Or red.

Earlier this year, traders were compensated for enduring declines with further losses. Then after a volatile March, buying or holding declines was rewarded with gains, and even the risk of holding gains was well compensated.

What is the intermediate trend? Now going down again, one question is when we will see a return to decline-momentum, and is there still compensation for betting against it.

A better question is whether the opportunity cost of fighting the beast is ever adequately compensated in the long term.





Speak your mind

5 Comments so far

  1. Anatoly Veltman on May 24, 2008 1:20 pm

    Yeah really: up until last year, everyone thought (I didn’t) that commodities just don’t appreciate long-term at the rate that stocks do. What do people think now, given new (Asia) paradigm?

  2. steve leslie on May 25, 2008 9:51 am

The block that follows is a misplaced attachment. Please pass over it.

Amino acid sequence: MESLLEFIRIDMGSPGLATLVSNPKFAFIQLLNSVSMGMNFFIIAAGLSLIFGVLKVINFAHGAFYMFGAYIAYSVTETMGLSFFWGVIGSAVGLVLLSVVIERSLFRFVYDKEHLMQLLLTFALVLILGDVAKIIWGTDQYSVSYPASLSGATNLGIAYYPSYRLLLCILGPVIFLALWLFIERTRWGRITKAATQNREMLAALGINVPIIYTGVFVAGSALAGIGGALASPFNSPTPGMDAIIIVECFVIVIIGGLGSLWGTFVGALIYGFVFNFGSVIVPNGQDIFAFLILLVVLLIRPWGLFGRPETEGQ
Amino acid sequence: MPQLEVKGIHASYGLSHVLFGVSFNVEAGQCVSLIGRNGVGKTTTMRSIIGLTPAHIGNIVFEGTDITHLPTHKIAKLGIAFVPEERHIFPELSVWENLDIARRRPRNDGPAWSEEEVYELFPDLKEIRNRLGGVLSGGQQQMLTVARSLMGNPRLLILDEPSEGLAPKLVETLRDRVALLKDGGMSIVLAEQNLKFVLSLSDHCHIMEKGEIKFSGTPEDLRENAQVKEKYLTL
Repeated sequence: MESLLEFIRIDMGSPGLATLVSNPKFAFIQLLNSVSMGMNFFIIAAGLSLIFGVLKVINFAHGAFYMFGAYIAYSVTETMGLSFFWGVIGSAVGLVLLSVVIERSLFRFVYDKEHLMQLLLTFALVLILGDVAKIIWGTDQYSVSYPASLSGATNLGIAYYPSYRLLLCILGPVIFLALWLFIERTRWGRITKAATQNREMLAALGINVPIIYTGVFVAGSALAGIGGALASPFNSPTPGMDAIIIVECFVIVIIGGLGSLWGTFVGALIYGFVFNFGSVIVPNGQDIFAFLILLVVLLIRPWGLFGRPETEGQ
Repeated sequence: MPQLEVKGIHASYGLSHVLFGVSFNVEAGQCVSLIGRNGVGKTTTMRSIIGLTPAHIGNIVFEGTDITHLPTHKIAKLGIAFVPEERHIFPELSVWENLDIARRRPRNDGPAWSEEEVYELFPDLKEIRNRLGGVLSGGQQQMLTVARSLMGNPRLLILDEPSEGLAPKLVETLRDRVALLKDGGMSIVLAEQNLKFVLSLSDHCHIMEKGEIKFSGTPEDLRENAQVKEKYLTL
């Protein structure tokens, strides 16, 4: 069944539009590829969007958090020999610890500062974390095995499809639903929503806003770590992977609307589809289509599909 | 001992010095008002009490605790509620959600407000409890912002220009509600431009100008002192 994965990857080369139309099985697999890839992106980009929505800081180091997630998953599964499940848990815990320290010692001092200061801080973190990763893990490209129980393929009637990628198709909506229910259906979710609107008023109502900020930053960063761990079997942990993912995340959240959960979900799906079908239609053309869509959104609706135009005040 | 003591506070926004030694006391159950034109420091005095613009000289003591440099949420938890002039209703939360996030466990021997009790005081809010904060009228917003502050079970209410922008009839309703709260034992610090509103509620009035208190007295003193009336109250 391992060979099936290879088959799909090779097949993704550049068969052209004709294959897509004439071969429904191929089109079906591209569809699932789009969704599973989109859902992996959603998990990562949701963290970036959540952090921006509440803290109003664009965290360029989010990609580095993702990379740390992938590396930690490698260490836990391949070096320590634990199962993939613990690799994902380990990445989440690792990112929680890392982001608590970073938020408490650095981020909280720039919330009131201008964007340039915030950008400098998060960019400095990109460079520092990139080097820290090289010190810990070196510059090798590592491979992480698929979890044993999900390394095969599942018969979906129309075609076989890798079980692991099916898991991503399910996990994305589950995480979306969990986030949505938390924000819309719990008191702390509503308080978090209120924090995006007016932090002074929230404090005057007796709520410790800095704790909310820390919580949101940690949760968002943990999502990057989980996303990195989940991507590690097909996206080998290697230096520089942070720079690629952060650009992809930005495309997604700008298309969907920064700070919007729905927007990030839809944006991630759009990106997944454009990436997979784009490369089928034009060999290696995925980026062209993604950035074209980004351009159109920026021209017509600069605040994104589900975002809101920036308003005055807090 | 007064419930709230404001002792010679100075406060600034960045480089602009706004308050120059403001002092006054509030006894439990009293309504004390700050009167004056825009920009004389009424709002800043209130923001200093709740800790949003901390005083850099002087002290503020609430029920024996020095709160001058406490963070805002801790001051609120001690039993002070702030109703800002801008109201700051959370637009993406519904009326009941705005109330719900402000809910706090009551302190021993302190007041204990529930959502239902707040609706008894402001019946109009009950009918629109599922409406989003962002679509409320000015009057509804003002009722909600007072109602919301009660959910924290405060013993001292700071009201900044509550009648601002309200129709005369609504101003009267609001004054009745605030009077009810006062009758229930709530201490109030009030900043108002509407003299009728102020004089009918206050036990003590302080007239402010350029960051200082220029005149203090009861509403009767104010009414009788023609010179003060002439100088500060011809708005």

In my view and the view of those far wiser than I, until the issue of an inexorable rise of the price of oil and a deflated dollar are addressed and corrected, the market will struggle. Further, calender wise we are entering a period of the Summer months that one can argue is not a good time for the market.

    When, I hear from esteemed experts such as Art Laffer responding to how do you fix the U.S. dollar and he says he really does not know it is a pause for concern.

    A few points can be made. The market is gallantly fighting against some very difficult issues. It reminds me of a swimmer caught in a rip current who must swim parallel to the shore until calmer waters can be found so they might swim toward shore. If they choose to fight the current and swim directly into it they oftentimes meet their demise.

    There are some rays of hope out there. China indicates that they are going to stop subsidizing oil purchases after the Olympics. India has indicated that they are also considering such measures of interrupting subsidies of oil. Will the Memorial Day weekend be a barometer that the travel plans are being altered because of gasoline costs. Thus the American consumer may weigh in on this issue and go back to car pooling and reducing overall miles driven. The transportation index appears to be holding up well thus supporting Dow Theorists.